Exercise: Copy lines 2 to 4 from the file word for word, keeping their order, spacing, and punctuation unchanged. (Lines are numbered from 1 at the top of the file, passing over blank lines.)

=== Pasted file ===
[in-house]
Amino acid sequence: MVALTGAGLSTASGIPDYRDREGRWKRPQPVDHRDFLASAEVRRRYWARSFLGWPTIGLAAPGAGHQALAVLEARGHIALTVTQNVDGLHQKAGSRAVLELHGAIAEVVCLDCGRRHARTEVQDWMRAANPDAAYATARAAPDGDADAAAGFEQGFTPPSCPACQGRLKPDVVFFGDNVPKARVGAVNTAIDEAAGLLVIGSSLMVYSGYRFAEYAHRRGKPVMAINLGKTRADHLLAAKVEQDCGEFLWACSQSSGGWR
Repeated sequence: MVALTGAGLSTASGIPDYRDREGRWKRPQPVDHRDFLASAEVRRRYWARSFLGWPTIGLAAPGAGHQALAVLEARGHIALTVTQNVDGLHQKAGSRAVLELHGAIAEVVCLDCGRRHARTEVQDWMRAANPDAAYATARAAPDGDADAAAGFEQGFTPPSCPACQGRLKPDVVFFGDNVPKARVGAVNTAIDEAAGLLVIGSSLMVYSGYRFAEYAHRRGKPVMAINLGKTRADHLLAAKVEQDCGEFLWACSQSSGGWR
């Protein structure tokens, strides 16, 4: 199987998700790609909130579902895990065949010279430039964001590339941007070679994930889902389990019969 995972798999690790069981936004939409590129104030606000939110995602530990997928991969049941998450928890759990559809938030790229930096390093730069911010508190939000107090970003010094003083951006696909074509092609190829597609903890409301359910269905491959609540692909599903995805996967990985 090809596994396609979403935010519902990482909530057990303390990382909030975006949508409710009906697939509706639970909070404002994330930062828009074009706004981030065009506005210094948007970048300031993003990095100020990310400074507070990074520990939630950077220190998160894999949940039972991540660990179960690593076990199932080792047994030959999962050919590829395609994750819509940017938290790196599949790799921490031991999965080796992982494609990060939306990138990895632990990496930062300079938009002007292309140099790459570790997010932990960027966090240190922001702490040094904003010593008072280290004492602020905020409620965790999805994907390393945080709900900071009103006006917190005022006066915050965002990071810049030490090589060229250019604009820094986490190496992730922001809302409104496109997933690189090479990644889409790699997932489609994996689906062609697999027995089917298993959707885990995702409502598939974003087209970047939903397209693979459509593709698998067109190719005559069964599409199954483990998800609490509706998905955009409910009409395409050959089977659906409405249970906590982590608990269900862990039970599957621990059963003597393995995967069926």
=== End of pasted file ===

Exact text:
Amino acid sequence: MVALTGAGLSTASGIPDYRDREGRWKRPQPVDHRDFLASAEVRRRYWARSFLGWPTIGLAAPGAGHQALAVLEARGHIALTVTQNVDGLHQKAGSRAVLELHGAIAEVVCLDCGRRHARTEVQDWMRAANPDAAYATARAAPDGDADAAAGFEQGFTPPSCPACQGRLKPDVVFFGDNVPKARVGAVNTAIDEAAGLLVIGSSLMVYSGYRFAEYAHRRGKPVMAINLGKTRADHLLAAKVEQDCGEFLWACSQSSGGWR
Repeated sequence: MVALTGAGLSTASGIPDYRDREGRWKRPQPVDHRDFLASAEVRRRYWARSFLGWPTIGLAAPGAGHQALAVLEARGHIALTVTQNVDGLHQKAGSRAVLELHGAIAEVVCLDCGRRHARTEVQDWMRAANPDAAYATARAAPDGDADAAAGFEQGFTPPSCPACQGRLKPDVVFFGDNVPKARVGAVNTAIDEAAGLLVIGSSLMVYSGYRFAEYAHRRGKPVMAINLGKTRADHLLAAKVEQDCGEFLWACSQSSGGWR
């Protein structure tokens, strides 16, 4: 199987998700790609909130579902895990065949010279430039964001590339941007070679994930889902389990019969 995972798999690790069981936004939409590129104030606000939110995602530990997928991969049941998450928890759990559809938030790229930096390093730069911010508190939000107090970003010094003083951006696909074509092609190829597609903890409301359910269905491959609540692909599903995805996967990985 090809596994396609979403935010519902990482909530057990303390990382909030975006949508409710009906697939509706639970909070404002994330930062828009074009706004981030065009506005210094948007970048300031993003990095100020990310400074507070990074520990939630950077220190998160894999949940039972991540660990179960690593076990199932080792047994030959999962050919590829395609994750819509940017938290790196599949790799921490031991999965080796992982494609990060939306990138990895632990990496930062300079938009002007292309140099790459570790997010932990960027966090240190922001702490040094904003010593008072280290004492602020905020409620965790999805994907390393945080709900900071009103006006917190005022006066915050965002990071810049030490090589060229250019604009820094986490190496992730922001809302409104496109997933690189090479990644889409790699997932489609994996689906062609697999027995089917298993959707885990995702409502598939974003087209970047939903397209693979459509593709698998067109190719005559069964599409199954483990998800609490509706998905955009409910009409395409050959089977659906409405249970906590982590608990269900862990039970599957621990059963003597393995995967069926």